Violence and Humor

copyright Liza Donnelly and The New Yorker,2001

It is difficult to be creative when you are distracted.  And I have been distracted by the recent shootings in Arizona. Not that there isn’t always violence somewhere–of course there is. Secretary of State Hillary Clinton today visiting the Middle East, said to an audience at a Abu Dhabi’s Zayed University, “…we should work to try to prevent the extremists anywhere from being able to commit violence.” Unfortunately, violence is a shared condition around the world. I feel fortunate and humbled to be only momentarily distracted, because most of the rest of the world has to deal with violence all the time. And they have to deal with it in very real ways. Mine is the simple distraction of someone who creates humor for a living.

But is is possible to create something out of violence, and many cartoonists do a beautiful job of it every day, speaking truth to violence and injustice. My type of cartooning, working for The New Yorker, is a bit different. Historically, The New Yorker has printed cartoons that are political, but usually the cartoons are oblique; in other words, they speak to or about current events as they effect daily lives. New Yorker cartoons reflect how we Americans react to the world around us, they are not usually opinion or caricature as so many editorial cartoons are.  Consequently, it is difficult to do a cartoon for The New Yorker about violence–it really doesn’t work, and they wouldn’t buy it.

For quite a while after September 11th, 2001, I had a great deal of difficulty drawing cartoons. In The New Yorker issue immediately following that horrible day, the magazine did not publish any cartoons–except one drawing by cartoonist George Booth, of a man holding a violin, not playing, looking down. However, within the month after the attacks, I drew the above cartoon, and The New Yorker bought it and ran it. I felt extremely fortunate to be able to comment and express myself during that time.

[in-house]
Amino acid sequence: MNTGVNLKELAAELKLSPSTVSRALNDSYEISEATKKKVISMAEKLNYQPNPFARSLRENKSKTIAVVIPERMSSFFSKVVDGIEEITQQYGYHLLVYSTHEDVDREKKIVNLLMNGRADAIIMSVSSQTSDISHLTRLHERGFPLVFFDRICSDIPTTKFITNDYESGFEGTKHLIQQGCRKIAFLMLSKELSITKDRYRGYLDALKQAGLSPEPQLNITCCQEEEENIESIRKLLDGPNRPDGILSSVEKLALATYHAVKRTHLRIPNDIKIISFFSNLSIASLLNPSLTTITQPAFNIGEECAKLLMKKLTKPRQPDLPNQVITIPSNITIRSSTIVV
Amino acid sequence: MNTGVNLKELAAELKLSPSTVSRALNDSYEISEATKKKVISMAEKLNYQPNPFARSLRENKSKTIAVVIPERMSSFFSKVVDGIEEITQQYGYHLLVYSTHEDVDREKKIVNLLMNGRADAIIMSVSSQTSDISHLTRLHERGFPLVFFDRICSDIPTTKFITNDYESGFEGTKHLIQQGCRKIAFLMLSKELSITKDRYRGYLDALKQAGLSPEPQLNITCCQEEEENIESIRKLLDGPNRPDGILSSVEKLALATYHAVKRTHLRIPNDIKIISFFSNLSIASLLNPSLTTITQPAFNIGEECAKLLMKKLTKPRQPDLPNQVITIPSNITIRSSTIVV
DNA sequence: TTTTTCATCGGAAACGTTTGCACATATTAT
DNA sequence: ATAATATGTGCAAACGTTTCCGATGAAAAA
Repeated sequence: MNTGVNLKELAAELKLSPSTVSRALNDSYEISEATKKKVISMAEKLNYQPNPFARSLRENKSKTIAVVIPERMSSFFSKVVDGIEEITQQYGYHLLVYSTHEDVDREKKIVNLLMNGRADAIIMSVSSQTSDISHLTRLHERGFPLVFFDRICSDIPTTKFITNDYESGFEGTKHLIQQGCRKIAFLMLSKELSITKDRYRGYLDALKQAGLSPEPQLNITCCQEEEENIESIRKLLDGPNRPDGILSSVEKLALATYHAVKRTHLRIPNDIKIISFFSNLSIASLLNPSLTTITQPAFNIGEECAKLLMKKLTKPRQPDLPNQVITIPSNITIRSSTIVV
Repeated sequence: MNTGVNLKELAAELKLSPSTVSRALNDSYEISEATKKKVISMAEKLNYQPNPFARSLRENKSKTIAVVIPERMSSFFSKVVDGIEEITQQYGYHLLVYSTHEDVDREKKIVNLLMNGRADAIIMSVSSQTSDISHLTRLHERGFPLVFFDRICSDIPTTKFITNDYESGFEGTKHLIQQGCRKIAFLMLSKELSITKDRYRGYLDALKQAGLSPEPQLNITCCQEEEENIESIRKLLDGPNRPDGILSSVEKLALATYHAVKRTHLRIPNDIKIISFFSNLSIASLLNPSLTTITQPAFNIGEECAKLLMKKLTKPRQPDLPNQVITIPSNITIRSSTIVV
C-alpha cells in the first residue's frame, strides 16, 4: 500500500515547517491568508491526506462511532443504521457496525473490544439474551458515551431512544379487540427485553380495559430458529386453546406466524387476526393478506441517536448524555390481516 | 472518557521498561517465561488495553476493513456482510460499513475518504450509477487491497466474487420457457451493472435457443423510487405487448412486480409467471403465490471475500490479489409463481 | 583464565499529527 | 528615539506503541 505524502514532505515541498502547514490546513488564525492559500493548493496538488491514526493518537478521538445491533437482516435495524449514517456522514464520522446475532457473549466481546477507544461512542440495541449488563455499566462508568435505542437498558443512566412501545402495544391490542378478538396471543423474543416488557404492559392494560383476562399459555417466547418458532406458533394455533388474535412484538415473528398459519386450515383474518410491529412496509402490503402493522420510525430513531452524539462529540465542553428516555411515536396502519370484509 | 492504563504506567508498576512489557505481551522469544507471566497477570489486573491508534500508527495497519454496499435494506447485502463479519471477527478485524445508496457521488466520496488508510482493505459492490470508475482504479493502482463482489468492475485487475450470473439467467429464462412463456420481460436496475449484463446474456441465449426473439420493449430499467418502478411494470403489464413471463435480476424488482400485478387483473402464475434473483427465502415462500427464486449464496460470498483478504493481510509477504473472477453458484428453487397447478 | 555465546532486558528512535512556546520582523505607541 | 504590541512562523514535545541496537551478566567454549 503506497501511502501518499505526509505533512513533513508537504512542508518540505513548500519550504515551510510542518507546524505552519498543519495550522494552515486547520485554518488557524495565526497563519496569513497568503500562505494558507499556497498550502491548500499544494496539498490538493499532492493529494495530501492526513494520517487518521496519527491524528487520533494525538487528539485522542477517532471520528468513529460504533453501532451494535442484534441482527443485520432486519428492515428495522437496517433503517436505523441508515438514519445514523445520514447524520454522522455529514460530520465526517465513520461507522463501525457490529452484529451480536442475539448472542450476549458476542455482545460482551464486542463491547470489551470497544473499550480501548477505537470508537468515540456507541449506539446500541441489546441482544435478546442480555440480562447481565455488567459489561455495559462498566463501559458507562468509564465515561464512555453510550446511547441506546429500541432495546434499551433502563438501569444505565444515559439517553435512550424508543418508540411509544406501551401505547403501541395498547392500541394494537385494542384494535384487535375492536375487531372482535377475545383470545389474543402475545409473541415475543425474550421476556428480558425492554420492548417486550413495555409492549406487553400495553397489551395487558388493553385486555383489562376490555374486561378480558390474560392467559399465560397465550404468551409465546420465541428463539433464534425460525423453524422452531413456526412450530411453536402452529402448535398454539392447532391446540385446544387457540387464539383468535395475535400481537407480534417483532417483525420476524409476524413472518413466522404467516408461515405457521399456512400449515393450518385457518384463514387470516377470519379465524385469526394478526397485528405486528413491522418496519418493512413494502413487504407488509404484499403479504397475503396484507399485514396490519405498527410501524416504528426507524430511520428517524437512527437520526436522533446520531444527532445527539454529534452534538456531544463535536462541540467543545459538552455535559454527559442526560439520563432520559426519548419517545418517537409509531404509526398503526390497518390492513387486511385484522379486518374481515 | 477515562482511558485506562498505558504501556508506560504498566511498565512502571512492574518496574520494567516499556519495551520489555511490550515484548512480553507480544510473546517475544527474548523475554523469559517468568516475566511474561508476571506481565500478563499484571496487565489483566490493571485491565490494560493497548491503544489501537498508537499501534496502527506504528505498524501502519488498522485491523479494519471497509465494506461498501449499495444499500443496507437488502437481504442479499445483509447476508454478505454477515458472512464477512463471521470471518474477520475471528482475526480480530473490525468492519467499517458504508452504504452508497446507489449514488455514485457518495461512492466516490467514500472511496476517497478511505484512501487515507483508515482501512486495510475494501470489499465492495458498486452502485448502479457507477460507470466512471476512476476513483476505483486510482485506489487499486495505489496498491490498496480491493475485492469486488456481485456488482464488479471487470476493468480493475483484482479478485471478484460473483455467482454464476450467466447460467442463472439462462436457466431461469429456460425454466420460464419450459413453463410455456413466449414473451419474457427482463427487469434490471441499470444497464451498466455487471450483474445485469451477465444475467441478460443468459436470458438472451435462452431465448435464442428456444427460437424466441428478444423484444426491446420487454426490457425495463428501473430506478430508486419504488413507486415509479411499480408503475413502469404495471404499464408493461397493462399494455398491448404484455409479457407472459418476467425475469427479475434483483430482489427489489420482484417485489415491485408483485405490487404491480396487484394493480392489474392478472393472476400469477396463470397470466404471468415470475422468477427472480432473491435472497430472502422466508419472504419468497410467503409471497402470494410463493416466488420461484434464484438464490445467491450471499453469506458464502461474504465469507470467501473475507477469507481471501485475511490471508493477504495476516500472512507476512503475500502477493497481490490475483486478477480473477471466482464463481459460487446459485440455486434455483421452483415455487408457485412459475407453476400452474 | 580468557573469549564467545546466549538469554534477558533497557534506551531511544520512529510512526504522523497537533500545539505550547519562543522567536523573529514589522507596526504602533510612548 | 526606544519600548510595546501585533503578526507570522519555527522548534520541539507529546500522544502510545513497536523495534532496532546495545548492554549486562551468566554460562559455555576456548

Following September 11th,  I eventually was able to draw cartoons again at a normal pace. And I will this week, too.  Perhaps a drawing about our political climate and the vitriol of our times. It’s not funny, but there may be a way.  We need to approach hatred from all angles, and try to make the world a better place.


About Liza Donnelly

Cartoonist and writer and live drawer for The New Yorker, CBS News. Speaker for TED and others. Books: Women On Men,
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6 Responses to Violence and Humor

  1. Pingback: Tweets that mention Violence and Humor | whendotheyservethewine --

  2. B.J. Dewey says:


    I just responded to your blog reference re the AZ shootings on the Daily Cartoonist site, but now think maybe I should have done so here. So, here’s a copy:


    I just looked at your blog and wanted to say that I remember both the post-9/11 cartoons by you and by George Booth and also one by Leo Cullum which Roz Chast wrote about in her recent New Yorker piece on Cullum’s death. All had the obliqueness you mention in your blog and how powerful that is when done well. It’s as if by getting further away from the actual violence, they get deeper into the human reaction. I think they were among the first cartoons to answer the question whether anything could ever again be funny after 9/11.

    Thanks for the blog ref and I hope you soon find a way to do the Arizona madness.


    • Hi BJ–thanks for your comment. I find that after a political event, I wait a day or two (sometimes more) before the cartoon can distill and be realized. You are right, it’s about finding the human reaction to something, not my opinion necessarily. I appreciate your thoughts. Liza

  3. Becky says:

    “we need to approach hatred from all angles and try to make the world a better place.”
    Yes… thank you.

  4. Pingback: » Blog Archive

  5. I’ll see what I can do. So sorry! Best, Liza

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